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    I would agree with this response. I don't have a problem holding a speed through a long corner.
     
  7. Feb 16, 2011 at 9:12 AM
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    island808

    island808 [OP] Me l've got brains.

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    ANyone CAN hold speed on a long corner.

    Maybe I misunderstand "accelerate throughout the corner". SUre you're leaning and you set your suspension. But without accelerating around the corner, you can lose that rear tire, such as in the videos.


    Maybe I'm over thinking it.

    My neighbor's kid has a 600rr, he would just accelerate around the whole thing. My tires won't allow that.
     
  8. Feb 16, 2011 at 9:23 AM
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    AeroCooper

    AeroCooper Half the strength of ten (microscopic men)

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    This may be obvious to everyone here, but I will post it anyway, because it is the best thing I ever learned about motorcycle safety and cornering.
    Counter-steering is the best and safest way to execute a turn on a motorcycle. What this means is, if you want to turn left, push FORWARD on the LEFT handlebar. No, that isn’t a typo. Try it out sometime when you are on a straight road with no cars around, but do it gently at first because it is VERY effective. It is actually impossible to push the handlebars very far due to the centrifugal force of the front tire spinning. This also only works after you reach maybe 20 mph or so. At lower speeds, just turn it like a regular bicycle. What happens is this: You push forward on the left handlebar, this causes the front tire to angle right slightly. This causes the bike to lean LEFT, which is what you want (obviously) for a left turn. Many beginners tend to just shift their body weight to the left, which is highly ineffective for precision turns. Counter steering makes your turns much more precise, and also makes your ride more fun and much less tiring.
    It sounds scary to someone that has never tried it, but it really does work. If you don't believe it, take a look at any picture of a high speed motorcycle turning, note that the front tire is pointing slightly in the opposite direction of the turn.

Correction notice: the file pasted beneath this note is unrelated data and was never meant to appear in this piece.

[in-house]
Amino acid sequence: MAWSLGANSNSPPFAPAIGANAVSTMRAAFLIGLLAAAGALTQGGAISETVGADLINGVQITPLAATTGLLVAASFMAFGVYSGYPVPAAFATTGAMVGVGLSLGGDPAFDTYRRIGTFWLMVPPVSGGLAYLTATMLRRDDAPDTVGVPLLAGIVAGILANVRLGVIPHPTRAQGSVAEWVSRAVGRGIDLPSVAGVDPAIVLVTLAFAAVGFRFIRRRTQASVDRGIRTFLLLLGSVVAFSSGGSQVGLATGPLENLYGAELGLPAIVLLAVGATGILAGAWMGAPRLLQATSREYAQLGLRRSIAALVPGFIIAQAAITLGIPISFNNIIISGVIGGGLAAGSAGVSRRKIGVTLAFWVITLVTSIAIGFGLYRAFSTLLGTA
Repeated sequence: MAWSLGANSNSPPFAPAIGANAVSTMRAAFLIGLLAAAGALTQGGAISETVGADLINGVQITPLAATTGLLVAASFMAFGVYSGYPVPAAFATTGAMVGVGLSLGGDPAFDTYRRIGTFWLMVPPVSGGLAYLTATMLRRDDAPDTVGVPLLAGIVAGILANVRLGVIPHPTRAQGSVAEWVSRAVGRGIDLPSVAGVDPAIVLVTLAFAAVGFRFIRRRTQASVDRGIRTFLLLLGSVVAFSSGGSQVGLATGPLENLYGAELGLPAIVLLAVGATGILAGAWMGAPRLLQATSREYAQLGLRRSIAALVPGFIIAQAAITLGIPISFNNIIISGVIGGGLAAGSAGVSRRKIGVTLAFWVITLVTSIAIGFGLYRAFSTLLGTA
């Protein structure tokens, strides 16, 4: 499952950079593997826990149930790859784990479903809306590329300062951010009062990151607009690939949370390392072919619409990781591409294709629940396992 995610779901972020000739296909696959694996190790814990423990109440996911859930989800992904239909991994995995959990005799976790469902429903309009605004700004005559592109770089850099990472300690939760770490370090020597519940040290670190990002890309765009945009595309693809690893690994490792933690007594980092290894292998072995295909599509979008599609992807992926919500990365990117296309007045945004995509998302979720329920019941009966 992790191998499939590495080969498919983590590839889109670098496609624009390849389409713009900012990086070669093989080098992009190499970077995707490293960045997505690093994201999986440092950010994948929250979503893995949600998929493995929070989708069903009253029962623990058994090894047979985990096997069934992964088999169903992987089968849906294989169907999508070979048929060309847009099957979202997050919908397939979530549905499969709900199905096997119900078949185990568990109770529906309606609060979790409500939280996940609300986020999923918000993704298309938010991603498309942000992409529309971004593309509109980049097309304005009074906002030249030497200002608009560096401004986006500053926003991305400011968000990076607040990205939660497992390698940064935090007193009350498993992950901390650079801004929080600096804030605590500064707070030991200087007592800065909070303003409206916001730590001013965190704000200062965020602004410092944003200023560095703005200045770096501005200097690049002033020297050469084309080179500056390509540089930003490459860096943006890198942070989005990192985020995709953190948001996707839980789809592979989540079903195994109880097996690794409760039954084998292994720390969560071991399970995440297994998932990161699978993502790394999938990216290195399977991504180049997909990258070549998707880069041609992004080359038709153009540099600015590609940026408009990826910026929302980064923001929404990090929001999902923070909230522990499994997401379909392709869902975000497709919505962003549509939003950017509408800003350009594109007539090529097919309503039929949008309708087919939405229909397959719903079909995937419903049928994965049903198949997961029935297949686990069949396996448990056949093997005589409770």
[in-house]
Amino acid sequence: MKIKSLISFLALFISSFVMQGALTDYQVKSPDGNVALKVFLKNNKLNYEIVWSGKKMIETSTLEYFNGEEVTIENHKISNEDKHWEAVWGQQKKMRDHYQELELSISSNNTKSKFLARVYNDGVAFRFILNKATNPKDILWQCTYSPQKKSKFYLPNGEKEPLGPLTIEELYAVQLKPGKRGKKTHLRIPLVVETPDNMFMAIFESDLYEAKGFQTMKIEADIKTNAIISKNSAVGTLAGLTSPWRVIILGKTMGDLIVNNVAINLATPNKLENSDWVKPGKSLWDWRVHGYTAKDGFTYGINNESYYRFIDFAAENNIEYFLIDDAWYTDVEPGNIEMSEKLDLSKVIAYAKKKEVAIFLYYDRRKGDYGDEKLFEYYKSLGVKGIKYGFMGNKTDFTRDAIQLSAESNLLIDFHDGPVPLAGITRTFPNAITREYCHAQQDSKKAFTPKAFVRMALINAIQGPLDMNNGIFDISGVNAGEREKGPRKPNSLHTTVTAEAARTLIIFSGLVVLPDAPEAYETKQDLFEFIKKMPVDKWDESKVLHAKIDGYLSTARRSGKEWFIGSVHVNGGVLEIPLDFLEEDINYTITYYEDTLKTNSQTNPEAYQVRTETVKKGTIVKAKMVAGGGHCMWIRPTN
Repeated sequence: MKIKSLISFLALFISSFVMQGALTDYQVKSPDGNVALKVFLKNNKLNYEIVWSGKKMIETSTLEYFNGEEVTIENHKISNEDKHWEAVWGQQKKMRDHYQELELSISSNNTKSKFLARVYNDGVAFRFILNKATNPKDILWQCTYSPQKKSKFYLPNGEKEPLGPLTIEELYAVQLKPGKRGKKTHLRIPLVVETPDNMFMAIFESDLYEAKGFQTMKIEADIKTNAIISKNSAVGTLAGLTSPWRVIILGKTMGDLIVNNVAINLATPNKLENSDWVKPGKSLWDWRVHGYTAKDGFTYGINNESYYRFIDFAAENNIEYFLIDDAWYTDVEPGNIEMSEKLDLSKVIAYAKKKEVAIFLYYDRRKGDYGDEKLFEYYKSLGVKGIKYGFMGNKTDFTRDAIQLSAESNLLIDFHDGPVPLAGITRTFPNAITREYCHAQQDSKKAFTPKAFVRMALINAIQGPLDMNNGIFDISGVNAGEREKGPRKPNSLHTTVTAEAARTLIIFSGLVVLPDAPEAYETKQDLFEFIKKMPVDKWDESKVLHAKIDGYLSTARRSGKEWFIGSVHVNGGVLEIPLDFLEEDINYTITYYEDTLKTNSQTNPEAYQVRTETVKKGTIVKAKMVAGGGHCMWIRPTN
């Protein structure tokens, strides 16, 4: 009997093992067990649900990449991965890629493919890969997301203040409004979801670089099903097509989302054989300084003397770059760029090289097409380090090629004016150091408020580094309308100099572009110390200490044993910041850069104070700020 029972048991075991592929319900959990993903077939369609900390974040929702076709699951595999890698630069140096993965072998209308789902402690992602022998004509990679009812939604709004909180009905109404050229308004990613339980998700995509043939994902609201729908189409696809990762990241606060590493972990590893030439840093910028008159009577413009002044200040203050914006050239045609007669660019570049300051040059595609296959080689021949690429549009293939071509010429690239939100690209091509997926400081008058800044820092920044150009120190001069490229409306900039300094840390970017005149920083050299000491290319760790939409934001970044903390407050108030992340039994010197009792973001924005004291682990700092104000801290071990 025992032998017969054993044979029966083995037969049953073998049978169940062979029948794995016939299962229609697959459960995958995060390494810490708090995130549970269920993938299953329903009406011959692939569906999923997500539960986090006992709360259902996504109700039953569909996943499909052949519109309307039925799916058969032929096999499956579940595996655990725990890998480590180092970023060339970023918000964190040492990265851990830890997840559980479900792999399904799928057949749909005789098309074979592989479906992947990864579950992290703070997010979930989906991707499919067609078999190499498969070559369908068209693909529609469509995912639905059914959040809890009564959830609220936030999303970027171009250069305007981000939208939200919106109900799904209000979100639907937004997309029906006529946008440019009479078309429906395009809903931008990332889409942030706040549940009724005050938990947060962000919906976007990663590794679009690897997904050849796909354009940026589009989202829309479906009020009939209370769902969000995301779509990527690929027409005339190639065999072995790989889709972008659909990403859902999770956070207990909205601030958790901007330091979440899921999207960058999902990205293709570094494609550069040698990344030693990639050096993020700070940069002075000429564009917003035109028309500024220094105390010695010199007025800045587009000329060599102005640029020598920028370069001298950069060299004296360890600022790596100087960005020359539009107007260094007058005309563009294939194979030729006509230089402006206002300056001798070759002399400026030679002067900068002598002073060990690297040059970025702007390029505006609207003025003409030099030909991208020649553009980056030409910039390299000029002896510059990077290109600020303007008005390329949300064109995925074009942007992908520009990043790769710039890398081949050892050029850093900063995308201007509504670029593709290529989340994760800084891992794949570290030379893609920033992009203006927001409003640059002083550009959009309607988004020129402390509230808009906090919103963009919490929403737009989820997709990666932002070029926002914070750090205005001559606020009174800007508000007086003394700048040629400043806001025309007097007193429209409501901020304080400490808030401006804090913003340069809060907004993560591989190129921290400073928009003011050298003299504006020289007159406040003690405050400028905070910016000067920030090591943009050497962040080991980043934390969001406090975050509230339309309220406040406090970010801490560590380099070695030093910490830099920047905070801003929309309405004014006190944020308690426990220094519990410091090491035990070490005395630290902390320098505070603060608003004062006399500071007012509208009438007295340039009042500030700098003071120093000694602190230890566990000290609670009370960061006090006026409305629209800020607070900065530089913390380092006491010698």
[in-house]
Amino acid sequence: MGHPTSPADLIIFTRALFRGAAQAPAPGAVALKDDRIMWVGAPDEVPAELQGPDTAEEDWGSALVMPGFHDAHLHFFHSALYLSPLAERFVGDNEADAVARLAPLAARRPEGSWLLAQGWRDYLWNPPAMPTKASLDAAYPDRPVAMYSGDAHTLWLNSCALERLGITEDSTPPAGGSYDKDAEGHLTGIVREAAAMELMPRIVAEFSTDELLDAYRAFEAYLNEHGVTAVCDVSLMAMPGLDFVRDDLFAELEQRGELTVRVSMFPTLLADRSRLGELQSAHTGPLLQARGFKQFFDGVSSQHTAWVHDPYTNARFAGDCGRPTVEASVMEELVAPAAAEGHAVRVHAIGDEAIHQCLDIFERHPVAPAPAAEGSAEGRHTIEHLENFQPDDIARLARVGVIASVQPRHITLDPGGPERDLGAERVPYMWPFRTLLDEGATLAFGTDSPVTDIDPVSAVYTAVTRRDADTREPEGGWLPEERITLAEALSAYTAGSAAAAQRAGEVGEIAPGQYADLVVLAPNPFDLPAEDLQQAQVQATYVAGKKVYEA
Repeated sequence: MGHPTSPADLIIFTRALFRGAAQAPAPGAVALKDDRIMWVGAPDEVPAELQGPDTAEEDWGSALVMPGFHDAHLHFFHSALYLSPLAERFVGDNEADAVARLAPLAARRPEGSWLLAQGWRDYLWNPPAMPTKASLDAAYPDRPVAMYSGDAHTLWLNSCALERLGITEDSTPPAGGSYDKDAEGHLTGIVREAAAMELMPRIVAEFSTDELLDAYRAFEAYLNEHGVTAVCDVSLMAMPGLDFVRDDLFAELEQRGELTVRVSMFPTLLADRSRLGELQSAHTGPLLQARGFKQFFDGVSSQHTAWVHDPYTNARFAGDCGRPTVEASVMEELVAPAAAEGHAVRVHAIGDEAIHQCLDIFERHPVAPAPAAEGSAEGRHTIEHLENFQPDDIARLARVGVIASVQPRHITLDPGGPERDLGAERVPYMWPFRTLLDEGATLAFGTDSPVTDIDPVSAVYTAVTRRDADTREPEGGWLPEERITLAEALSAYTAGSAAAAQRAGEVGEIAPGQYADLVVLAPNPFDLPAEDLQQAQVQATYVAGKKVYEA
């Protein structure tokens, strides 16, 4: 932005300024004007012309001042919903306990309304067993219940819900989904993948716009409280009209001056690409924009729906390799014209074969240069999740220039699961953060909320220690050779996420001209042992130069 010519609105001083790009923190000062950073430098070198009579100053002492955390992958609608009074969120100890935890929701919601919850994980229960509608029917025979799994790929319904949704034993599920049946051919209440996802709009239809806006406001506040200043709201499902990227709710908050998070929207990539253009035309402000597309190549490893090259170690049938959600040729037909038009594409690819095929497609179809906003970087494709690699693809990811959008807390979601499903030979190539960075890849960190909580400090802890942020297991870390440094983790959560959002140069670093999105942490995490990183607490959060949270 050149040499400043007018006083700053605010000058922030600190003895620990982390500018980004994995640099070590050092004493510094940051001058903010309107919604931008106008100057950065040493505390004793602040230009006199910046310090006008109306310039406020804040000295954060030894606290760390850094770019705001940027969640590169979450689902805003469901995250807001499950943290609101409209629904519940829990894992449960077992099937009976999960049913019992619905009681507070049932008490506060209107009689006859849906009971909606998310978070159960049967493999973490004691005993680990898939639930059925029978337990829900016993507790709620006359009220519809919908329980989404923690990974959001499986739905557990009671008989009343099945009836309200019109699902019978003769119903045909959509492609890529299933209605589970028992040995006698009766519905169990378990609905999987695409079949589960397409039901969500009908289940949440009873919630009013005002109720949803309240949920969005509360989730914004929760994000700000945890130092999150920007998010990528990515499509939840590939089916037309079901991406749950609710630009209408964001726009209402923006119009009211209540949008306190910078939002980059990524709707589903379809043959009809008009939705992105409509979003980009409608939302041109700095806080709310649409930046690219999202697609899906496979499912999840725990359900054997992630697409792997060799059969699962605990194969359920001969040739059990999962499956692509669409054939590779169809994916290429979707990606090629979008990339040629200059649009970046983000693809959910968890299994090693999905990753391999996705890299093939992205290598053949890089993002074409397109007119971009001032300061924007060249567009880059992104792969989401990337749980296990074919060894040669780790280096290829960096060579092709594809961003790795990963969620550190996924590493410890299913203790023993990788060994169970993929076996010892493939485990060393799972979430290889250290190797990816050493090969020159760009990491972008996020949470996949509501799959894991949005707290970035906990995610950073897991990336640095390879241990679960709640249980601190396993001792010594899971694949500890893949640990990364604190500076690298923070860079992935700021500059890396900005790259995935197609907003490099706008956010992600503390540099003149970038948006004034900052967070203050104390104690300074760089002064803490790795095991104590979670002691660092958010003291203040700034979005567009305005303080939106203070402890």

Here's one good pic showing counter steering:
    [​IMG]

    Remember, turn left - push left handlebar, turn right - push right handlebar.
     
  9. Feb 16, 2011 at 2:52 PM
    #9
    island808

    island808 [OP] Me l've got brains.

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    Its not "the best way', its the ONLY way to throw a bike off its center of gravity whether you realize it or not. Even on your bicycle, at higher speeds, you may not feel it, but you're counter steering. At low speeds just leaning works on bicycles. But not on a 400+ lb motorcycle with tires spinning. You can't lean hard enough to make much of a difference. If you stand on your pegs you can do it.

    Local MSF courses are educational and cheap. I recommend them to all and any other specialized or advanced courses you can get are also great. Though I like the basic rider course, cause, here, you use their bikes. I hate pushing my limits on an old parking lot with my money.
     
  10. Feb 16, 2011 at 3:00 PM
    #10
    AeroCooper

    AeroCooper Half the strength of ten (microscopic men)

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    This is the key...many people DON'T realize it, and that is why many bikers will drive right into an oncoming vehicle. They panic and push the left handle bar in an attempt to veer to the right, and sadly this seals their fate, as what they are really doing is forcing the bike to turn left, directly into the oncoming vehicle. The trick is to learn and practice this before it's an emergency situation.
     
  11. Feb 16, 2011 at 4:56 PM
    #11
    island808

    island808 [OP] Me l've got brains.

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    If people are really doing that. Wow.

    I had to take an MSF course for the military even back years and years ago.
    I've since taken more. I have a set of "half tennis balls" for use in parking lots. I really recommend those. And the book Proficient Motorcycling.

    I just got yelled at by a cop for slaloming the yellow line on, what I thought, was a vacant road. Practice, and keep practicing.

    Especially the emergency stops. I've really slacked off on those since going back to the Dual sport.